April 11, 2018
What is your body telling you about your health? Many things, if you understand the language. Postural cues are a common language we see daily in interacting with others and one we understand:
- Your co-worker walks in with slumped shoulders and slouched back and before saying a word you know they feel beaten down about a project.
- Your friend comes bouncing in with head up, shoulders back walking tall, and you know they are happy and full of energy.
- You see a customer at the counter with their shoulders hunched up, jaw tense, leaning slightly forward and you prepare for a difficult encounter.
- You watch someone walk out of the doctor’s office and you know if they are healthy and feeling good or if they are in pain and worried.
Are we as adept at understanding our own postural language and what it is showing us about our health? It is time for a home study course so you can better understand your postural cues. When you are dressing take a minute and look at yourself in a full length mirror; look from the front and then from the side. What do you notice?
First give a general impression: Do you look healthy and “young”, or do you appear tired and “old”? Do you appear tense or relaxed? What do you think makes you look that way? Shoulders rolled forward, head jutting out and slanted to the side, back rounded and your gut drooping makes you look like a grandparent. Head high and straight, shoulders comfortably back, spine nicely arched, belly in makes you look younger and vibrant.
Now change your posture and see how different you appear and think about what impression this posture gives to someone looking at you. Lifting your head up, pulling shoulders back and sucking belly in you look taller and happier. Let your shoulders droop forward and your belly stick out and suddenly you look frumpy, tired and older. Which do you prefer?
Bring yourself into the position you think looks best and notice what it FEELS like in your body. You will want to memorize this feeling, and remind yourself throughout your day to bring your body back to this posture. Work on it whenever you see your reflection and quickly you will see improvements. What will be most incredible is that others will notice a difference too, though they may not know why. They will think you lost weight, or are working out or simply think you look “great”.
But what else can we understand from our posture? Changing our posture may not be as simple as straightening our back and lifting our head. There may be issues that need attention or problems that require a professional to diagnose and treat in order for postural improvement. Here are some common postural distortions and what they may indicate:
- Head tilted to side or slightly rotated: Neck or shoulder muscles shortened and weak. Degeneration in the joints or discs of the neck.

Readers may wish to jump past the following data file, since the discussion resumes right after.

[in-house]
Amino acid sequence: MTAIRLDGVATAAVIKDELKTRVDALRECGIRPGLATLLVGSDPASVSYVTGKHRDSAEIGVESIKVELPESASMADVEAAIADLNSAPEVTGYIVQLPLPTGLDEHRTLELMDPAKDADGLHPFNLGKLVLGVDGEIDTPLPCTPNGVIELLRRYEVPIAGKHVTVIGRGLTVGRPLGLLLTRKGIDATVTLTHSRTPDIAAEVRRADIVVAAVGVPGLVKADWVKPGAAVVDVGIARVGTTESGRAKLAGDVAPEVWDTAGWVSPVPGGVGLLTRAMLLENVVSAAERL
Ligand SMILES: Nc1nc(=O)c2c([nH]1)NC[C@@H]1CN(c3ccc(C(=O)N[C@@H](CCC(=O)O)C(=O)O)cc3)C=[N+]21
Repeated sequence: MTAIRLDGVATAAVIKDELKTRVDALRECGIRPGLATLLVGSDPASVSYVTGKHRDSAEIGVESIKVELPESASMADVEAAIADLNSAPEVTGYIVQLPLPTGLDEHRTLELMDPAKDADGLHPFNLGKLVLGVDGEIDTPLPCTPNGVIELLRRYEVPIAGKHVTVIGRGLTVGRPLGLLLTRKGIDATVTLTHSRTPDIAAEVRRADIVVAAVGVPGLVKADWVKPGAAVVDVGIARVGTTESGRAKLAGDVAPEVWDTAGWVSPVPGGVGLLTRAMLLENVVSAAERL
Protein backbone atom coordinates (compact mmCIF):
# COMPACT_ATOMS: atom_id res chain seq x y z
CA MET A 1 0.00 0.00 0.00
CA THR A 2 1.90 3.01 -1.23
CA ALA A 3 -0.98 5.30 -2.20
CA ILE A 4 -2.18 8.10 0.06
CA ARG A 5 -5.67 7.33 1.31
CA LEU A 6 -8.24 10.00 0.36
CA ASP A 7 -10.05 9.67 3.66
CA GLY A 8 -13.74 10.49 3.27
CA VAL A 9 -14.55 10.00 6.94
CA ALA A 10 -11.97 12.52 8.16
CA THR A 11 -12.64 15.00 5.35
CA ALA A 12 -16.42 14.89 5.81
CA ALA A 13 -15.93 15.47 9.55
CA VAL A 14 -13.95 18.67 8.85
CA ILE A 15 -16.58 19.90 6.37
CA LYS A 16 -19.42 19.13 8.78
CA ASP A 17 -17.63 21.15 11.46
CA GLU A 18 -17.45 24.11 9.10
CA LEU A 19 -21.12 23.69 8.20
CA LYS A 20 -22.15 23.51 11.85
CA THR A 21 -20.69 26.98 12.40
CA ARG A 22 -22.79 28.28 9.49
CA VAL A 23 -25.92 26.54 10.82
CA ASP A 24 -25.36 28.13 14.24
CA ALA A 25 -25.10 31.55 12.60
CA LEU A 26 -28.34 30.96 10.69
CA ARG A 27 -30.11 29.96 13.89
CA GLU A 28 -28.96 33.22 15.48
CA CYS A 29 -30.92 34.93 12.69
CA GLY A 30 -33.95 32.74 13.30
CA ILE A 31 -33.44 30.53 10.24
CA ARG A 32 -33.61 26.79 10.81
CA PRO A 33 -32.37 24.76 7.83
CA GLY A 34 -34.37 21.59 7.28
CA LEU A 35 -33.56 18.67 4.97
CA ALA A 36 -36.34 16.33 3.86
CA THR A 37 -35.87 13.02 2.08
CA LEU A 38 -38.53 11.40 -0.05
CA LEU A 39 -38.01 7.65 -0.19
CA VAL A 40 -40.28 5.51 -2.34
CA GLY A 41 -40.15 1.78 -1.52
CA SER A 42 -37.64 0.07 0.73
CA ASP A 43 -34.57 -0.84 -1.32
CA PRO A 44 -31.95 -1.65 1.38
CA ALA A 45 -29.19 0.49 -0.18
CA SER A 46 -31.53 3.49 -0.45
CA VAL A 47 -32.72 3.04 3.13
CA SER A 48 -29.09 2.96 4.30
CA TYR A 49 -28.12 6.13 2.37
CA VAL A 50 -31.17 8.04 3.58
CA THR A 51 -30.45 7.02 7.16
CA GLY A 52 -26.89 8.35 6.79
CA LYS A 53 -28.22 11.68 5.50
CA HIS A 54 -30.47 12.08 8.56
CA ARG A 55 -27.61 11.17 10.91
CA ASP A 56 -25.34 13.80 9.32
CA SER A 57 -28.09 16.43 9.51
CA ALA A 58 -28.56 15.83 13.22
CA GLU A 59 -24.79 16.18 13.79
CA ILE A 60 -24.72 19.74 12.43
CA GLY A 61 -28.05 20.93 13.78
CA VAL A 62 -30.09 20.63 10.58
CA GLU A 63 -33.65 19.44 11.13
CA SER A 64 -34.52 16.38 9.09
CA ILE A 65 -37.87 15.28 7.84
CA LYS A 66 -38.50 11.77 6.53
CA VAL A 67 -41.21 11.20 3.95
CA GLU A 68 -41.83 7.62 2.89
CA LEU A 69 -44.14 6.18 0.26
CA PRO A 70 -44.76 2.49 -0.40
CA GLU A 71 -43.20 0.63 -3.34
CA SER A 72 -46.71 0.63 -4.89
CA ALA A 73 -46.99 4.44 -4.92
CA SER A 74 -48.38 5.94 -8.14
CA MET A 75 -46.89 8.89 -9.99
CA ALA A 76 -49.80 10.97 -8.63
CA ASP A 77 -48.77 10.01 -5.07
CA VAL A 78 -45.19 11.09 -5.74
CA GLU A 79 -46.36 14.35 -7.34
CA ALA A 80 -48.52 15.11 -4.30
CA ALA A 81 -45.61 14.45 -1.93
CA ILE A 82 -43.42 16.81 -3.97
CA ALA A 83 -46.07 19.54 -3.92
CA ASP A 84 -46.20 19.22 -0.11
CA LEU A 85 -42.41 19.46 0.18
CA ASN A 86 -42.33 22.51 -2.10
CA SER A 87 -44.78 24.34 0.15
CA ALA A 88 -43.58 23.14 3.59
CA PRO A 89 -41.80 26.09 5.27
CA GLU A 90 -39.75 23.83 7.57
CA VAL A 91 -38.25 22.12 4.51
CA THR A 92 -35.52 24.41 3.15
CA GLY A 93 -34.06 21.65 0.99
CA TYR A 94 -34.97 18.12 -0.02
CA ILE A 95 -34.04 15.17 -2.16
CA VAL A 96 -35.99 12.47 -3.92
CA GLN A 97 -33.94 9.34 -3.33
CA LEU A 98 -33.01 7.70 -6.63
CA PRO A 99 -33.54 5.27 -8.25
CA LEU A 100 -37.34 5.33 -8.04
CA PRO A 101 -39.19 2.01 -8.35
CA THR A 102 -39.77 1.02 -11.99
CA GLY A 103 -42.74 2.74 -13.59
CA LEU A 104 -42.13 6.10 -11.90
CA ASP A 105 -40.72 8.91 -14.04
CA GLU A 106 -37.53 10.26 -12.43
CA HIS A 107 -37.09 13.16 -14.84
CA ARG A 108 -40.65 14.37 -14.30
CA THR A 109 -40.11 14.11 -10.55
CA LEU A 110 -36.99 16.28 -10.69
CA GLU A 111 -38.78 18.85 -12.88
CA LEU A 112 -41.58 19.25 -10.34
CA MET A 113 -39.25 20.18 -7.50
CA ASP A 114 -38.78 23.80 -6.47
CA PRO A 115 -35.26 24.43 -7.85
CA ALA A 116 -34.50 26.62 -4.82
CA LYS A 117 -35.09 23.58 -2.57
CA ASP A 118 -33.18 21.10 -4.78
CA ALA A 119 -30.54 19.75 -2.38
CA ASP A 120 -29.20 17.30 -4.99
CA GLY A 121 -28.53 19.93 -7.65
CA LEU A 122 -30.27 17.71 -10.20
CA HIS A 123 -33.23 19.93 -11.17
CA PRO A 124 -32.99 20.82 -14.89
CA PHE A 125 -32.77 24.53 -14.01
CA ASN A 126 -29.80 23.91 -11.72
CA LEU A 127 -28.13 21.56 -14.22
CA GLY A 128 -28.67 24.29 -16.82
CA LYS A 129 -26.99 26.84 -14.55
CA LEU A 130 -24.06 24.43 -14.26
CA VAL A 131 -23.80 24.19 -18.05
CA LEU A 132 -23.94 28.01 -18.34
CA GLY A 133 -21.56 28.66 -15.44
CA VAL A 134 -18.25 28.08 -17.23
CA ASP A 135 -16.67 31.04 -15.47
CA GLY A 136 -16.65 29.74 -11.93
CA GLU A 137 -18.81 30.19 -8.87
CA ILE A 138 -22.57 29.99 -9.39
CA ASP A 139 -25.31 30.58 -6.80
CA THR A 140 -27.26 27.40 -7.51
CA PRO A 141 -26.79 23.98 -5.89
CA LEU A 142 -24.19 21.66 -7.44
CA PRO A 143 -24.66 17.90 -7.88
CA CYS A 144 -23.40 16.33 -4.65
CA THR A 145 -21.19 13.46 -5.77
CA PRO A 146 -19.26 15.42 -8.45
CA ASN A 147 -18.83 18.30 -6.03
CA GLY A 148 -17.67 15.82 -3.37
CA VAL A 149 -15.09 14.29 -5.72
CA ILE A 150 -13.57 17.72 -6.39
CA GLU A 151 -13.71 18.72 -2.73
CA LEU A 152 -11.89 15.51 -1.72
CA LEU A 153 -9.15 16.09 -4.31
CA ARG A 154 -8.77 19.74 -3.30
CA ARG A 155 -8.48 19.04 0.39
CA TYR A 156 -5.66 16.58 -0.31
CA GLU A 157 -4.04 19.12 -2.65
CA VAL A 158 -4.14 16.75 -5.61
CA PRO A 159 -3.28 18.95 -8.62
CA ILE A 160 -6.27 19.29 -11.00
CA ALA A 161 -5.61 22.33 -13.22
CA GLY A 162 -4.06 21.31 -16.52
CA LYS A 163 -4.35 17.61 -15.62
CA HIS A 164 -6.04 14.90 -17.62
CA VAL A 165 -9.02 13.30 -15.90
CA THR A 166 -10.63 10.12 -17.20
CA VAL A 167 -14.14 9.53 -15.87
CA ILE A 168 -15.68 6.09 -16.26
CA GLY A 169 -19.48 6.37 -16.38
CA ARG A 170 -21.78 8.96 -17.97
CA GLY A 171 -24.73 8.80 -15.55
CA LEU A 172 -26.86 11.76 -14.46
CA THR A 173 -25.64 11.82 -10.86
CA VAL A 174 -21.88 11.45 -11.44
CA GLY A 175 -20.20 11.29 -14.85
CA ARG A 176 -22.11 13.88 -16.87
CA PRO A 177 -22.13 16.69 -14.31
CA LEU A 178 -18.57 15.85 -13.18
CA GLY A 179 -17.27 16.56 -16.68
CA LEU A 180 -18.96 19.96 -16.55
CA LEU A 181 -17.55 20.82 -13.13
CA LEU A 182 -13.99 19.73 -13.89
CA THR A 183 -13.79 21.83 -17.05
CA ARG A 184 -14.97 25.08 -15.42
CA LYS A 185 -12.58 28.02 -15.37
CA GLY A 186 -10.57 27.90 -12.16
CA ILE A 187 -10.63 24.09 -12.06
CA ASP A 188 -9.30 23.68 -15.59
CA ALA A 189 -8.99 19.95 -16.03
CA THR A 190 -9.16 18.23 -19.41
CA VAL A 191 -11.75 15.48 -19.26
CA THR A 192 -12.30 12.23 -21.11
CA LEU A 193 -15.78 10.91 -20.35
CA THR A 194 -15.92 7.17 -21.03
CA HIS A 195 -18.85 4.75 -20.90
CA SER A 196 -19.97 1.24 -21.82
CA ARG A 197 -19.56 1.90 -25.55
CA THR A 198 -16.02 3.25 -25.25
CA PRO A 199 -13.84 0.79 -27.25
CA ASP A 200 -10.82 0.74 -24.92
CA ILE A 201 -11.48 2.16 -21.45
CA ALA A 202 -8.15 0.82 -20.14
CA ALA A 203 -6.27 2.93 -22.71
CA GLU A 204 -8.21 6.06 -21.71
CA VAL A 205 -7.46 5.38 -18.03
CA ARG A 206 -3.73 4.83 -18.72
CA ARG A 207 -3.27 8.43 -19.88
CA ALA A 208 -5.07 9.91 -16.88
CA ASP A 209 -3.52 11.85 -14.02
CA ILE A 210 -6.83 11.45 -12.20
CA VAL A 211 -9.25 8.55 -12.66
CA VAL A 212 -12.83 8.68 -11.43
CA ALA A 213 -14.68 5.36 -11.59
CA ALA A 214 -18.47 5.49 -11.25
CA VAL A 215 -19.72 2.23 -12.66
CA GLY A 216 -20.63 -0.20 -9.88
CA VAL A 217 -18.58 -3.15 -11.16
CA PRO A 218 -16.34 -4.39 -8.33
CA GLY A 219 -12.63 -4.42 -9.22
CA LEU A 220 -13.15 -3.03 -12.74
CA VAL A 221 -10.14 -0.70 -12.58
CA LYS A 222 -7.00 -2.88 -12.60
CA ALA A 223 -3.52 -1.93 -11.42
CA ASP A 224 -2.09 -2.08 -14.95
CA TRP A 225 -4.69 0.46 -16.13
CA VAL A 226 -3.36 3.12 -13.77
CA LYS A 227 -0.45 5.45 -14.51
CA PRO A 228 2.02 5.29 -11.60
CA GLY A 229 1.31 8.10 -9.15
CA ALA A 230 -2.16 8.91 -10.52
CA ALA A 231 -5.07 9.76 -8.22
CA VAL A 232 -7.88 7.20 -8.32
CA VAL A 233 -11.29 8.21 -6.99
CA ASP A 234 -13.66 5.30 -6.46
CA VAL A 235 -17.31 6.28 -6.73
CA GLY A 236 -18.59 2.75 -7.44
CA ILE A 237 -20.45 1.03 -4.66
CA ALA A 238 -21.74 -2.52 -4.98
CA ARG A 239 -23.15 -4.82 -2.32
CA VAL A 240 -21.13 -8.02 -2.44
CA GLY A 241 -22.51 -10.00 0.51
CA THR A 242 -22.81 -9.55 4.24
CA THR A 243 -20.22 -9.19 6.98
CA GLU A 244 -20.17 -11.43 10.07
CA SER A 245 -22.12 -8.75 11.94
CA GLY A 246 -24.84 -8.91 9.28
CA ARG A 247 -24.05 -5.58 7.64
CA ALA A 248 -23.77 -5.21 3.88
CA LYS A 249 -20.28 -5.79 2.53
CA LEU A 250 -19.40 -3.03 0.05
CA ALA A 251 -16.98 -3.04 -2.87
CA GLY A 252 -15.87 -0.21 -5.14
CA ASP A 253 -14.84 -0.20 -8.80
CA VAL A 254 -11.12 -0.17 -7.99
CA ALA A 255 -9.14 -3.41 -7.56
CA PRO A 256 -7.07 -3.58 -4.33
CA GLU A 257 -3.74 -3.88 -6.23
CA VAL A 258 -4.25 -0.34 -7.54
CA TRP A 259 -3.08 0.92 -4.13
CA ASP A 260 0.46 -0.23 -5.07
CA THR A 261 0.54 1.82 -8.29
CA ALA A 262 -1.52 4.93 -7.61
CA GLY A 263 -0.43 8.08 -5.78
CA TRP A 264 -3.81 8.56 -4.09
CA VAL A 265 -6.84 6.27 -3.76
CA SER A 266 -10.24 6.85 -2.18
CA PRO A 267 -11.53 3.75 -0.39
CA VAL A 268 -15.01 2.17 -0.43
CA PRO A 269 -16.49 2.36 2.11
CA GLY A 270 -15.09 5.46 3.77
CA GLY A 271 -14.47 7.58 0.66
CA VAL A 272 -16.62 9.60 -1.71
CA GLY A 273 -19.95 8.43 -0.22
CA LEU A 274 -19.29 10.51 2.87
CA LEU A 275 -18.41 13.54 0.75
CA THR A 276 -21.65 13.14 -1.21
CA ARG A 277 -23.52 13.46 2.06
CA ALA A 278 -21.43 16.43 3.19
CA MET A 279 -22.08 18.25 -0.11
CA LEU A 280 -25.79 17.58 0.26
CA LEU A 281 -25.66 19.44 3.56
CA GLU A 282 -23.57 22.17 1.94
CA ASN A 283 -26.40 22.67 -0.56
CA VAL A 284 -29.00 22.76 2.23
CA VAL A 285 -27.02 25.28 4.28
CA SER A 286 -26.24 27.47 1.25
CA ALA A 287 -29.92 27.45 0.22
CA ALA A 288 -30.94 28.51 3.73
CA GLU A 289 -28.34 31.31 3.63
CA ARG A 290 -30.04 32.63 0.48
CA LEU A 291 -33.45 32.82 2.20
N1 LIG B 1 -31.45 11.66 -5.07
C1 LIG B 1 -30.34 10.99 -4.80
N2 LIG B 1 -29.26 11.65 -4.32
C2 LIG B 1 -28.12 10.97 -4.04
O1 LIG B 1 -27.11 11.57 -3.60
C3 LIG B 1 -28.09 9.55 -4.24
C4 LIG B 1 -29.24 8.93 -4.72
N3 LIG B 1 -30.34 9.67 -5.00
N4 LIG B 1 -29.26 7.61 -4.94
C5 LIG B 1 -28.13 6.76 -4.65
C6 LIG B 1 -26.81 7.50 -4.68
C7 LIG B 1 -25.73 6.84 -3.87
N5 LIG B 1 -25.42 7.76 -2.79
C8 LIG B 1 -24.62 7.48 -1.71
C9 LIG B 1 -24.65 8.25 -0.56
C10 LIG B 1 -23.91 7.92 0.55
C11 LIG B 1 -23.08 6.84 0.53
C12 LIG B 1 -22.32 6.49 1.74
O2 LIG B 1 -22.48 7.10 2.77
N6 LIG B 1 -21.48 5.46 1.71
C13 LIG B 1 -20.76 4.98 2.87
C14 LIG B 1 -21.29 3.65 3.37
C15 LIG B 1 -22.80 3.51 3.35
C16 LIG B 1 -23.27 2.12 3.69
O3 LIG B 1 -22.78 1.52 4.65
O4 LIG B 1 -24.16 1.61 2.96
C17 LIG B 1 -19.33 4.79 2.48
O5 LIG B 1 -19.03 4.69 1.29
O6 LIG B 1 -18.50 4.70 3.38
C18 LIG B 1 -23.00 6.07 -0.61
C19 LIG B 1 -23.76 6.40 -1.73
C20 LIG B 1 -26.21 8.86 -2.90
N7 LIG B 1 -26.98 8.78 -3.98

- One shoulder lower than the other: Injury to the rotator cuff or the shoulder joint. Chronic poor posture related to our work or daily activities that created significant imbalances.
- Torso leaning to one side or partially rotated: Low back disc injury. Pelvis distorted out of position.
- Pelvis (“Hip”) lower/higher than the other: Pelvis twisted, hip joint problem, knee or foot problem.
- Forward lean to torso: Degeneration in lower spine, spinal stenosis, disc injury.
- Knee partially flexed/not as straight as opposite: Degeneration in knee, cartilage injury to knee.
These distortions accompanied by pain or weakness or the inability to move your body into a better posture without pain or stiffness indicates a need for evaluation to understand what is causing the poor posture to see if it can be corrected with professional help. If a painful distortion is ignored the underlying problem can worsen and may become permanent.
Sometimes we have imperfect posture and due to our unique situation (heredity, prior injury or illness) it can’t be fixed. It is very important to understand why we hold that posture and to know what we can do to stabilize our body and protect other joints from injury. Postural distortions – no matter the cause – create compensatory stresses and strains in other joints and tissues and if left unsupported can lead to increasing damage and other problems.
Healthy posture is not a short term project; instead it is a life-long activity. How can you keep a healthy posture? Do the self-analysis regularly, paying attention to how your posture changes with how you are feeling. Begin to observe people and their posture and start to notice how they look and what distortions they are demonstrating.
When you note a distortion in your posture that is accompanied by pain or other symptom that you can’t correct, get evaluated by a professional experienced in posture (Chiropractors and Physical Therapists are experts in this work) and commit to improving or at the least stabilizing your posture.
Go ahead, start RIGHT NOW! Step in front of the mirror and have a look. Don’t be scared, it won’t be terrible and the sooner you start, the better you will be able to improve your posture and look terrific.
Dr. Barry Wahner